Psychology

Gaslighting: When our perception is controlled by others

Gaslighting - a condition that feels awful. If a friend or loved one has ever made you question your own sense of reality by intentionally downplaying or manipulating a situation, it is absolutely horrible. Gaslighting is not just manipulation, it goes the way of emotional violence and emotional abuse. It is a type of covert bullying. The gaslighter tries to unsettle the gaslightee and convince them that their view, behavior or motives are wrong and unacceptable. The consequence: we feel unseen, unheard, and begin to believe that we are not in our right minds, despite our best instincts, keen intuition, and personal experience. And what's even more dangerous? Doing it to ourselves.
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It's often not easy to embrace your own feelings and emotions, but being honest with yourself is a critical start to understanding boundaries, setting them, loving yourself, and equipping yourself for personal growth. The American Sociological Association's research explains why gaslighting is primarily a sociological rather than psychological phenomenon. 

Deep self-care that no one talks about starts at the point where we not only take the time to listen to how we feel emotionally in our bodies, but also begin to feel and take seriously physical signals in certain situations. So what does this kind of self-manipulation look like?

10 Signs we're misleading ourselves:

1. Devaluation of one's own feelings

Experiencing a feeling is real. Every feeling in us, no matter what triggers it, exists and is valid. To devalue it, for example, by telling ourselves that it is wrong, even stupid, to be sad or angry, distorts our own human experience. Our feeling is not "wrong" just because it is different from someone else's.

2. Thinking that there is something fundamentally wrong with us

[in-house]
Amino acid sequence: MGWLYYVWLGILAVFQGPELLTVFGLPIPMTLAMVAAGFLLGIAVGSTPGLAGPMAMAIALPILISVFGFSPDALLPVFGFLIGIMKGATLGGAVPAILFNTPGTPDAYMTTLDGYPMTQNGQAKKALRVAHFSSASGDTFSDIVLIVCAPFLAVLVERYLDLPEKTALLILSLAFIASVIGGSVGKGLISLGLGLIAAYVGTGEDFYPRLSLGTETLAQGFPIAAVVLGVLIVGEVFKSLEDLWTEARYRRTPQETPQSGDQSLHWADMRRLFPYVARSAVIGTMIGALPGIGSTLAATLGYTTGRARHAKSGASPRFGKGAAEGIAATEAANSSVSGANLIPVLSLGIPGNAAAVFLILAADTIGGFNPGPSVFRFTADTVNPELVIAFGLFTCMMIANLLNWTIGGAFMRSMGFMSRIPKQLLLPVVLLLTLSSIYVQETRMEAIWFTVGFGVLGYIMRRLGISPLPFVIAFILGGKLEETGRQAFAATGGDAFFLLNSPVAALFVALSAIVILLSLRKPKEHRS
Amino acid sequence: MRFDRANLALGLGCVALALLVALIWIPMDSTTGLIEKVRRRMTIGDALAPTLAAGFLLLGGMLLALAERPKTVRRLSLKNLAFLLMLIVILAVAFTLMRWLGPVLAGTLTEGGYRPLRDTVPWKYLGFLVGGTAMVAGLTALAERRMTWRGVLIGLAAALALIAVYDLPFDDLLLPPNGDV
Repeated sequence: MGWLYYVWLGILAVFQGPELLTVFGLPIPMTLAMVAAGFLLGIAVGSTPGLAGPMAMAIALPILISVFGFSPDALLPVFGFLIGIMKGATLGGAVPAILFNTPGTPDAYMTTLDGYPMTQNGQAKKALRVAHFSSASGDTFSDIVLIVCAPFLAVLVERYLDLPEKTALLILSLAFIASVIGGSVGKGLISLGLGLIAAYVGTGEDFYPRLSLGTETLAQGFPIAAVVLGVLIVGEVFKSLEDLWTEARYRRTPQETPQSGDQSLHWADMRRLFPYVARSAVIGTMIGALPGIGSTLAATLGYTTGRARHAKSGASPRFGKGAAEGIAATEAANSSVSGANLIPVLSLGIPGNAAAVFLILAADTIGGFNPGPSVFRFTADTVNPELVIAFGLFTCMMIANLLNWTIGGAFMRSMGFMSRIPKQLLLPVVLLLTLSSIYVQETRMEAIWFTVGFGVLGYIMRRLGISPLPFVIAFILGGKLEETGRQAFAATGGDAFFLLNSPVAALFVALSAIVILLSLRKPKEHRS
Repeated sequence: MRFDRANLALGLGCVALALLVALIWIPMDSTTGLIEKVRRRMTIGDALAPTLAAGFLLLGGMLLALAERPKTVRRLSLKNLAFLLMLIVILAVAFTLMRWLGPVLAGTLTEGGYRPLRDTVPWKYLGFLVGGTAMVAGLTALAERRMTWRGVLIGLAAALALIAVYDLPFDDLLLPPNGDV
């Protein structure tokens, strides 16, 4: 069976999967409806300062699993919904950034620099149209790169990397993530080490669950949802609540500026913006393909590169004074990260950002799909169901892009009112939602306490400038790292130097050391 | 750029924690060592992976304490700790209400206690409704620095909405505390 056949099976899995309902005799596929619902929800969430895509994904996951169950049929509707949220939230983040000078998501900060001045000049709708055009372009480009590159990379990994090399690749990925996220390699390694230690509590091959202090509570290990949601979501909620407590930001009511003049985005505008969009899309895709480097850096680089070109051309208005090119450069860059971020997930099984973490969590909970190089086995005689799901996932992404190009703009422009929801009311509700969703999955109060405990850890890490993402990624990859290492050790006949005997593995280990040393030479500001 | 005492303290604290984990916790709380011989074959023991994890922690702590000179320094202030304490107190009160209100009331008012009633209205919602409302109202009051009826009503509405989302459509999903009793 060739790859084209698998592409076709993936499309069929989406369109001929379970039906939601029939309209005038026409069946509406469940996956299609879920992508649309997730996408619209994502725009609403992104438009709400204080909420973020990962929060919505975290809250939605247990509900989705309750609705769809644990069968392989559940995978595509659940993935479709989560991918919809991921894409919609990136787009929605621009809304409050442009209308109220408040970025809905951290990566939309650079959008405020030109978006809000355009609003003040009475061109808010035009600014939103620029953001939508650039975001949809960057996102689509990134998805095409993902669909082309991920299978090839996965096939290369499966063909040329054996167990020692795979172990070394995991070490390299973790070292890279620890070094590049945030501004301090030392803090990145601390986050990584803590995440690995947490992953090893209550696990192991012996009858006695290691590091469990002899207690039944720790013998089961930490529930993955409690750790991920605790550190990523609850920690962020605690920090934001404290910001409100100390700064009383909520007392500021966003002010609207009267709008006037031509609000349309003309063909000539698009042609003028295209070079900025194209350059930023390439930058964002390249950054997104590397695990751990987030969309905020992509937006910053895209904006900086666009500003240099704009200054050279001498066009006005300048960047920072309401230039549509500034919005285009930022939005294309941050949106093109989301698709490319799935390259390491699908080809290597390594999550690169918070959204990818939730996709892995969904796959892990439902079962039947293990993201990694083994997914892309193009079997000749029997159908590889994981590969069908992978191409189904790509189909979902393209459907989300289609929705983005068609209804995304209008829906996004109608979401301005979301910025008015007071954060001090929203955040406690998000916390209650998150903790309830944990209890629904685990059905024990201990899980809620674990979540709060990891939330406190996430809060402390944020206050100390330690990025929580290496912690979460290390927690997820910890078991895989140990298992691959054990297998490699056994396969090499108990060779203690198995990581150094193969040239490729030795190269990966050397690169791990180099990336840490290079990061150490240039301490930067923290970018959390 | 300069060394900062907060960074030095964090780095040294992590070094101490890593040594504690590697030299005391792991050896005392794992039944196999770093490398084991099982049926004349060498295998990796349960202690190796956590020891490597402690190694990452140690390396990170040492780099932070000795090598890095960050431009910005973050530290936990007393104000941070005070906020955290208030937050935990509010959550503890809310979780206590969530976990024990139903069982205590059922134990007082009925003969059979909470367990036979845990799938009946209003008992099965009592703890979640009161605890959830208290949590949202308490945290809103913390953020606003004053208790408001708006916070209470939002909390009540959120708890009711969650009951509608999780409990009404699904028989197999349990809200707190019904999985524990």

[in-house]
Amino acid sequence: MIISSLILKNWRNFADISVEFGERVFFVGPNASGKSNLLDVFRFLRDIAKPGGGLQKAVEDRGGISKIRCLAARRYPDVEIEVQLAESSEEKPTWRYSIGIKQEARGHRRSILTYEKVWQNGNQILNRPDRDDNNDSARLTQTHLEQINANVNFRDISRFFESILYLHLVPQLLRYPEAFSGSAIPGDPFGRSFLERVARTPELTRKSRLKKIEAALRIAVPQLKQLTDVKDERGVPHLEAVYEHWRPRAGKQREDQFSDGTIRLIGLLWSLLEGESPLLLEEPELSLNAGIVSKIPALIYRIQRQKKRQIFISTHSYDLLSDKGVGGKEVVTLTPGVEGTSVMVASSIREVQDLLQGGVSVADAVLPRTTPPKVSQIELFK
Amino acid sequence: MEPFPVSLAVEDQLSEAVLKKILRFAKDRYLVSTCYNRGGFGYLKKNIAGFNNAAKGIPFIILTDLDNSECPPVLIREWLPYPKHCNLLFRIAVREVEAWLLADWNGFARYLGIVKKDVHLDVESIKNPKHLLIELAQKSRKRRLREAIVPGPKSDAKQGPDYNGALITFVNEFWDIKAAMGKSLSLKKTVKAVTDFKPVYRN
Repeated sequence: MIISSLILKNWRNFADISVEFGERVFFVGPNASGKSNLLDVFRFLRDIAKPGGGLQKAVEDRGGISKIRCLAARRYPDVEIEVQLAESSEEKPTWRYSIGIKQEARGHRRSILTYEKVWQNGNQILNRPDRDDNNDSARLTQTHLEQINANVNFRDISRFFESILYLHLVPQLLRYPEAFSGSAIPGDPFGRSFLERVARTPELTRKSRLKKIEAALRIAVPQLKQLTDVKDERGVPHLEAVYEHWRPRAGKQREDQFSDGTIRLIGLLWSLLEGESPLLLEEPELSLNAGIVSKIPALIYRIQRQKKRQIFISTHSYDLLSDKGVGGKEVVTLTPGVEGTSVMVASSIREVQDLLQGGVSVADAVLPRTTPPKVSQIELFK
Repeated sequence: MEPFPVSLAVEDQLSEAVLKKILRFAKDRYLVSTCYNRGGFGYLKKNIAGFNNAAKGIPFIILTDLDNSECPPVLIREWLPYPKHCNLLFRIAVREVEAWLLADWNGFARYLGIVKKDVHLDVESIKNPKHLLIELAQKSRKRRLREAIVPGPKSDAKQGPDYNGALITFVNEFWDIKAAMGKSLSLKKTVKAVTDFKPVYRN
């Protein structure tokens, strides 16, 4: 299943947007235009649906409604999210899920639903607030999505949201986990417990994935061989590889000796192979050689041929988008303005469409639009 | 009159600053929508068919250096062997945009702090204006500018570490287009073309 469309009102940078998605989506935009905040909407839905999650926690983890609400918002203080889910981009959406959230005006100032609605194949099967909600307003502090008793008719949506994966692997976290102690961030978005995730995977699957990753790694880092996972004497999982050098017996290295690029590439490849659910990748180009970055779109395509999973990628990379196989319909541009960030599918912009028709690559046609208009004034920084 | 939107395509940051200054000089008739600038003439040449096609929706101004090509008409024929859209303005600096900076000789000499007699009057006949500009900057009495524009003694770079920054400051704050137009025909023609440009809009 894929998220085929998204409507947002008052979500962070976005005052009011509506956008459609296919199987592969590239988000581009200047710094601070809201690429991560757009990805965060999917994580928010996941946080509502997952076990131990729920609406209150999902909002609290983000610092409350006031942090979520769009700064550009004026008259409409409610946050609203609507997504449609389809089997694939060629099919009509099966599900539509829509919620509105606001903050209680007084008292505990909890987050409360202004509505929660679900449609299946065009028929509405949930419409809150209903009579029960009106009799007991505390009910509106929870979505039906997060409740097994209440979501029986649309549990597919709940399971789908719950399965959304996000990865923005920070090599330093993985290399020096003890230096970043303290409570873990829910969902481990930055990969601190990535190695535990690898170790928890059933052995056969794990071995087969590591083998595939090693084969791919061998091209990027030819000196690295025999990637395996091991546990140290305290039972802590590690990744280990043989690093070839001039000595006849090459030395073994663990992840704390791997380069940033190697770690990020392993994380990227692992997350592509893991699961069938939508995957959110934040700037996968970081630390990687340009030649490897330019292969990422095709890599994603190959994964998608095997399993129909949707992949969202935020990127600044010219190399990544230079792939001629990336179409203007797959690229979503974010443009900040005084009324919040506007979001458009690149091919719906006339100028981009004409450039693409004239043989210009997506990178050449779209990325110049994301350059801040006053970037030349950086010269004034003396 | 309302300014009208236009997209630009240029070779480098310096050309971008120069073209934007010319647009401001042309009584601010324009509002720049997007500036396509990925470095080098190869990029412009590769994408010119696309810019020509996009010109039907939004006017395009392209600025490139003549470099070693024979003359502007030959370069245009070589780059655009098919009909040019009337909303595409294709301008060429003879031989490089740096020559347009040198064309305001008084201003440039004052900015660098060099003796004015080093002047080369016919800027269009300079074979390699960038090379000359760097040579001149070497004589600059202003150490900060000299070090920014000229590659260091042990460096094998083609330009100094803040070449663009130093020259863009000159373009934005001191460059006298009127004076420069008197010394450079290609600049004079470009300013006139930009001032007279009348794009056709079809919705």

Feeling that there is something wrong with us just because we are not super rich, a top model, or married to the person of our dreams is highly self-defeating and degrades our loving self-acceptance, which is what allows us to develop strengths or heal old wounds in the first place.

3. Ignore Intuition

 

If you ever have a bad feeling about someone, a situation, or a place, and ignore that powerful inner voice because you may feel you are too closed off or need to please someone, you could end up getting very hurt. Listen to what your gut tells you - it's okay to trust yourself.

4. Gas lighting is also finding excuses for the bad behavior of others

 

We've all had encounters and people in our lives that have hurt us repeatedly. Also in the workplace gaslighting exists. But we tend to downplay it to others by making excuses for them or even blaming us for their behavior. We assume that the problem is actually with us instead of recognizing that the person in question is probably a selfish player.

5. Gaslighting can also cause downplaying our own thoughts and feelings

 

If we consider ourselves too sensitive or even too stupid, we limit and override our freedom of expression and judgment based on our own life experience. Our own personality development is damaged.

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6. Doubting our own abilities

  

When we say things like "She's awesome, but I could never do that," we limit our abilities and sell ourselves short. Practice being your own hero. Selfcare is the key here and distancing from the toxic person as much as possible even if it's just for an hour. 

7. Doubt your own memories

 

We often allow someone else's memory to shape our own, rather than believing and holding onto our own account.

8. constantly comparing ourselves with others

We all do it, and in the age of social media, it's almost impossible not to. We need to get in the habit of loving the unique parts of ourselves - the very parts that make us who we are - instead of hating the parts of ourselves that are different than someone else's. We are all admirable in our own way.

9. Constantly blaming yourself

 

Self-awareness is essential. Constantly blaming yourself for everything is not a productive way to build, change and develop yourself. More self-acceptance, less blaming - this clarifies the view of your own personality and supports inner growth.

10. Feeling guilty when you need help

 

If you're unable to ask for help without feeling guilty or feeling like you're massively inconveniencing someone, that's a surefire way to get in your own way and manipulate not getting the support you need. The truth is, we all need each other and it's okay to ask for help.

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"If we believe in our strength, we become stronger every day." Mahatma Gandhi

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